Spitzer, Stringer Get Personal At Comptroller Candidates’ Debate
NEW YORK (CBSNewYork) — New York City comptroller candidates Eliot Spitzer and Scott Stringer traded heated barbs Monday night in their second debate.
In the forum at the CUNY Graduate Center, Manhattan Borough President Stringer went on attack against the former governor, accusing him of being unethical and suggesting he was involved in unlawful activity when he resigned as governor.
“You had to leave, and I’ll tell you why you had to leave. Because you left because you were under federal investigation, because you laundered money. And that’s the truth,” Stringer said. “And the reason you laundered money was because you were trying to manipulate the banking laws so people wouldn’t uncover your activity.”
He also accused Spitzer of trying to win the election with money.
“The reality is that your campaign is about coming in and trying to buy an election, and that’s not what’s going to happen in this city,” Stringer said.
Spitzer in turn accused Stringer of hurling low and disrespectful blows.
“Mr. Stringer, you’re throwing terms around which you do not understand and where you misstate the facts, and I think you should be better than that,” he said. “I think this campaign should be better than that.”
He also questioned Stringer’s call for a new generation of leaders, arguing that Stringer did not represent any new generation.
“How old are you?” Spitzer asked Stringer.
“You’re not the prosecutor night, thank you,” Stringer replied.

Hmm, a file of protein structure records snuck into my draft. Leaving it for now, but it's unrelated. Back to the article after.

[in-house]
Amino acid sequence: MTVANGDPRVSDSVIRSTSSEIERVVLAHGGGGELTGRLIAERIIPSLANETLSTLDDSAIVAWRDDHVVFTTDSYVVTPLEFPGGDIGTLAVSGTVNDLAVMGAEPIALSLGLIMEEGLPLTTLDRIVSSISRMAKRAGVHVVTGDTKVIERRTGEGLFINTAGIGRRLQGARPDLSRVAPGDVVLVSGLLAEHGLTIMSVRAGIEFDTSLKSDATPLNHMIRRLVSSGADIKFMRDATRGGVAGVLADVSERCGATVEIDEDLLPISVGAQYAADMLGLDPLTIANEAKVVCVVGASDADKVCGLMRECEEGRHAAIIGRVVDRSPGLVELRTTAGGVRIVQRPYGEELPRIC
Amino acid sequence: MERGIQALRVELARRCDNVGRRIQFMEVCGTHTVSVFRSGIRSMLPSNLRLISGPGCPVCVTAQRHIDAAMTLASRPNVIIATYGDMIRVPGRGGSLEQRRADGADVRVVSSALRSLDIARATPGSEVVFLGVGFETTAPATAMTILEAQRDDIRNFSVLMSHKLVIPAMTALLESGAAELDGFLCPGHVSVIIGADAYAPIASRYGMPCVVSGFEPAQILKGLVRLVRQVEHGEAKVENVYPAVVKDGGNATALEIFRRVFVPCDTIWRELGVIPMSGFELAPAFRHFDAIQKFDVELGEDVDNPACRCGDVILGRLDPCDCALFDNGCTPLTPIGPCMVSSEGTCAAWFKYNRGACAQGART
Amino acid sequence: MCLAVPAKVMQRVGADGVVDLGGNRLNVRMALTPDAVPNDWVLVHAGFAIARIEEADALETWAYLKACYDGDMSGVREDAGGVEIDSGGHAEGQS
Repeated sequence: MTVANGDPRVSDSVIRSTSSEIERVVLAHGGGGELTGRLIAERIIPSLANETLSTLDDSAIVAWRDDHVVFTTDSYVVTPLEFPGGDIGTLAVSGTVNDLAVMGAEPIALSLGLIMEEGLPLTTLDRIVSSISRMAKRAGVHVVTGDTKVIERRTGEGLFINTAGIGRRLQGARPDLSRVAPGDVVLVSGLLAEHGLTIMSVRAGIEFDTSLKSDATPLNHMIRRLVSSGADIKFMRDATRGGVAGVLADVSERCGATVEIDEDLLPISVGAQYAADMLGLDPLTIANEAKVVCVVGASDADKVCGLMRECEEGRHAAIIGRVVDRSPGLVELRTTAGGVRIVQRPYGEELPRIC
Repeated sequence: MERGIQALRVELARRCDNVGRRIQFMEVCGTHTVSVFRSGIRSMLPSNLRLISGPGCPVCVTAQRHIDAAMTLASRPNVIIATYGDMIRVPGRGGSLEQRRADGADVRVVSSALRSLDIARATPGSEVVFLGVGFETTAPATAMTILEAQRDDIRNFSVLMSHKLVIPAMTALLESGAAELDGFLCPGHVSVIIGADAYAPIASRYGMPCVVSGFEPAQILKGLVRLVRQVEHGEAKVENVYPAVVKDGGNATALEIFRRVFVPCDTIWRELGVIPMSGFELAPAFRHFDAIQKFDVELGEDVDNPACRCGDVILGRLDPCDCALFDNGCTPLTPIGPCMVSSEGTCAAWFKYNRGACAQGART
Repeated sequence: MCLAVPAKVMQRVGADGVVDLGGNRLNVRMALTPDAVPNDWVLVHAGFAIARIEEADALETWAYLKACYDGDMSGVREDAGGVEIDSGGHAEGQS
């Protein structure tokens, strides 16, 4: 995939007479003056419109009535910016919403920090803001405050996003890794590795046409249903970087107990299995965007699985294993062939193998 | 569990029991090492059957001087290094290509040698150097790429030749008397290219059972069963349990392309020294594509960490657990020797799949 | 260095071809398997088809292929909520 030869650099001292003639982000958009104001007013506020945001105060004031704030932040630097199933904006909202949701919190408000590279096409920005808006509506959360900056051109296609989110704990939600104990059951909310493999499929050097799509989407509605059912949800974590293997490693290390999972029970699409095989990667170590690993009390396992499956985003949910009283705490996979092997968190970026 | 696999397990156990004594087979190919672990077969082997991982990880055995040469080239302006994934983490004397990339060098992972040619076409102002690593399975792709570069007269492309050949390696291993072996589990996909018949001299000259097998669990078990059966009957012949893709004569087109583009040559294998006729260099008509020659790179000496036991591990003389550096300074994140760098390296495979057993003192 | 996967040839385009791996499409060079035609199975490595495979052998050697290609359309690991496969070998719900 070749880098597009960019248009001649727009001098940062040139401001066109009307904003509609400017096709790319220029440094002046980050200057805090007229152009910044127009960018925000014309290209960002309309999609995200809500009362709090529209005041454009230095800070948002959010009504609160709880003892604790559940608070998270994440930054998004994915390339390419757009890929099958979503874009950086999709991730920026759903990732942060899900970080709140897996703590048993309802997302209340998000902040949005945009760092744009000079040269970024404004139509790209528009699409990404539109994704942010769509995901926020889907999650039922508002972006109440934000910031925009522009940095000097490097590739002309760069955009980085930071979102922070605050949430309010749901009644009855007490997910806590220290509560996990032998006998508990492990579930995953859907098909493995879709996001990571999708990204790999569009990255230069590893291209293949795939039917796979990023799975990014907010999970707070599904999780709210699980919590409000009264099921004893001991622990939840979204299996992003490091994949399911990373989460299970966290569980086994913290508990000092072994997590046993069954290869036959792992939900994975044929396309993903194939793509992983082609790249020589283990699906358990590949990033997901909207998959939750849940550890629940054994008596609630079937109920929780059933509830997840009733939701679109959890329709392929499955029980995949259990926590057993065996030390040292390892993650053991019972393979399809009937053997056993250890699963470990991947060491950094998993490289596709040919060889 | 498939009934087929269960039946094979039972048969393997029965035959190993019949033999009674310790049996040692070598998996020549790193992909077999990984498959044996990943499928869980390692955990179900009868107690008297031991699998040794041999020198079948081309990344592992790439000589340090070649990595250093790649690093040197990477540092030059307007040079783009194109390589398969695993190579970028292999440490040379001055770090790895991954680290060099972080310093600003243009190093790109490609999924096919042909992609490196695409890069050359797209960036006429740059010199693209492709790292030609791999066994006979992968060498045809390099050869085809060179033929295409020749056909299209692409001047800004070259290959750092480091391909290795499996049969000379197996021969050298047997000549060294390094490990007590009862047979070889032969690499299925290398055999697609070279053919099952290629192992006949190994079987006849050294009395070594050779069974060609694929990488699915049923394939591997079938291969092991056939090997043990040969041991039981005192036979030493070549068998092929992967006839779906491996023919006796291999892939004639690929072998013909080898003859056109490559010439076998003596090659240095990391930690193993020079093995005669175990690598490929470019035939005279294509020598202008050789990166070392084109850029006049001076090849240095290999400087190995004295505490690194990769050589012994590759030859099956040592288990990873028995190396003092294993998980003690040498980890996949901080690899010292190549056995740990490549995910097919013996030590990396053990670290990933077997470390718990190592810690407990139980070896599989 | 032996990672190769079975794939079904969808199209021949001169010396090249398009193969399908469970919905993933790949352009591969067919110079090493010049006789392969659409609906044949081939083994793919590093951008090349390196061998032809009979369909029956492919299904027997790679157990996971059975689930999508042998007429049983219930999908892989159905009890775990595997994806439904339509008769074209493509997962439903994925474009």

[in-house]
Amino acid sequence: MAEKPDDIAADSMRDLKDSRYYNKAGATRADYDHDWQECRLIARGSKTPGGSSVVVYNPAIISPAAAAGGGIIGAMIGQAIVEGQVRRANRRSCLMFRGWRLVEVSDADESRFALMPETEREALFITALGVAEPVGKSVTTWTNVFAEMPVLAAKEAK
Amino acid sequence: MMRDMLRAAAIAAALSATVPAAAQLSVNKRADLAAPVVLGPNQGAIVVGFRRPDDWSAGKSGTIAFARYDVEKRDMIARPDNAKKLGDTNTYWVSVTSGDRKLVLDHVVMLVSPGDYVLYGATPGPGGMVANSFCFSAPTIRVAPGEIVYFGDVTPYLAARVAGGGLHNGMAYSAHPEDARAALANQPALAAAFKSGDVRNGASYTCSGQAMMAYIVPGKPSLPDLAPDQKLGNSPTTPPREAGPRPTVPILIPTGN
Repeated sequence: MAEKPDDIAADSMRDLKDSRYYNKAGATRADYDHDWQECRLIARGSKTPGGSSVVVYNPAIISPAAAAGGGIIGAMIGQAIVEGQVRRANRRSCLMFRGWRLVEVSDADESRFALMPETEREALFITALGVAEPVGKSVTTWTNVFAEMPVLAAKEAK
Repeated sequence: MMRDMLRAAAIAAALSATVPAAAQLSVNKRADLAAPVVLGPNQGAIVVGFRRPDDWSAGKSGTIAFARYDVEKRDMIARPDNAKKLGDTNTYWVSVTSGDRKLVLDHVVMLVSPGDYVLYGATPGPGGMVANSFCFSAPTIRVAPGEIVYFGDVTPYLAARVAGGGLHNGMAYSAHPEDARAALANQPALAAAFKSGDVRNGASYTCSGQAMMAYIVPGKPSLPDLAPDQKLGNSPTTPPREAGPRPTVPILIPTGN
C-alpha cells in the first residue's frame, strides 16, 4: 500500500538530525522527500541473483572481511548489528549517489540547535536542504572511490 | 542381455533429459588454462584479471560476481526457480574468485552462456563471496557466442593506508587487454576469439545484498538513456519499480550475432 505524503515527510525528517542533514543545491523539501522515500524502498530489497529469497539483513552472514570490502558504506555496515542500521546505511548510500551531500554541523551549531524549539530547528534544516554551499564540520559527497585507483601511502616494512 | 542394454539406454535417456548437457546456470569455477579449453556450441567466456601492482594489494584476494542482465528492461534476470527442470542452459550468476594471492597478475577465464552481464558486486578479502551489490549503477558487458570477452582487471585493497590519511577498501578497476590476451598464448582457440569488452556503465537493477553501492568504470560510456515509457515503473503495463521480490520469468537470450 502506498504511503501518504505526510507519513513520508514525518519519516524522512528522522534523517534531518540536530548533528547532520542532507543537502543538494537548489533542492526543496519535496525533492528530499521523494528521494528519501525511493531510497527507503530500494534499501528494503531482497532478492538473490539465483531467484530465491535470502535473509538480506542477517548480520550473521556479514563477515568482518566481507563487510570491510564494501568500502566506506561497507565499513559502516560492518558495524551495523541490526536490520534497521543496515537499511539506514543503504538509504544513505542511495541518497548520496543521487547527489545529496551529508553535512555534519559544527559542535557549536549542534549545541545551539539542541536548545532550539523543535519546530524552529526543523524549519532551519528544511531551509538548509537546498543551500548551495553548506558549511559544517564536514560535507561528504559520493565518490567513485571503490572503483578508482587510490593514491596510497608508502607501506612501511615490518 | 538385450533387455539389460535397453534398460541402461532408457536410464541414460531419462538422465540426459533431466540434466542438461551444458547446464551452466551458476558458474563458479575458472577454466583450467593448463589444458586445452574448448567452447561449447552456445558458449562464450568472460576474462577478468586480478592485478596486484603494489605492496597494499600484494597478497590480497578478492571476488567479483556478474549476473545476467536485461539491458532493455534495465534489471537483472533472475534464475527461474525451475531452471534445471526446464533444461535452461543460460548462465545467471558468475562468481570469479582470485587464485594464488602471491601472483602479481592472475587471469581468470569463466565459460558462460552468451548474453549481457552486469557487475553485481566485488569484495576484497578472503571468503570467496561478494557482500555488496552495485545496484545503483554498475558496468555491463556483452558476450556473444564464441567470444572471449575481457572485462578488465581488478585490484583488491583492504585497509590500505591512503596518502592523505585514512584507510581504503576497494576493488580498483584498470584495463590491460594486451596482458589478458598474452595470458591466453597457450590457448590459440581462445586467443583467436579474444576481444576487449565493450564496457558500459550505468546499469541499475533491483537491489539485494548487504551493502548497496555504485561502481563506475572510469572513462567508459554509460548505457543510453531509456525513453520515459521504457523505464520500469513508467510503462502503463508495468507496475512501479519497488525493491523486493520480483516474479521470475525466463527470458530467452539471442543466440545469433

“We’re basically the same age,” Spitzer said. “For the 20 years in government you’ve had, I’ve had 10. I think a new generation is not the issue.”
“We represent a new generation of leadership. The people supporting are ready to have a role in this government – real Democrats,” Stringer said.
Spitzer also questioned Stringer’s ethics.
“I got into this race July 7. I didn’t have time to raise money. I believe in competition – something that you clearly didn’t want, which is why you cut back room deals to get everybody else out of this race,” he said.
But in closing statements, both candidates made an appeal to the middle class.
“I may not be the celebrity candidate, but I am the candidate that’s worked in each of these communities for the past 20 years and I’ve never embarrassed my constituents,” Stringer said.
“I stood up for the middle class on Wall Street,” Spitzer said. “I stood up for the middle class when I fully funded education in the city of New York. I stood up for the middle class when we funded the health care delivery systems in the city of New York.”
Spitzer has been leading in the polls, and in recent weeks, Stringer has decided to go negative — even breaking a vow not to raise the ex-governor’s prostitution scandal, CBS 2’s Marcia Kramer reported earlier this month.
Unlike the mayor’s race, with Anthony Weiner recently revealed as “Carlos Danger” the sexting king, there are no new, salacious details about the other lynchpin of love, Spitzer. And so his opponent is trying to re-tarnish him for patronizing prostitutes five years ago.
Spitzer also has been the target of a whispering campaign — that because his wife, Silda Wall, has not yet shown her face in the race, questions about his personal life, it appears, are fair game.
CBS 2 is your station for Campaign 2013, including key debates. Spitzer and Stringer will square off again live on CBS 2 at 7 p.m. on Thursday, Aug. 22.
The Republican candidates for mayor will square off for their first debate on Wednesday, Aug. 28, at 7 p.m.
The debates are officially sanctioned by the New York City Campaign Finance Board, for candidates who received public money to run for office.
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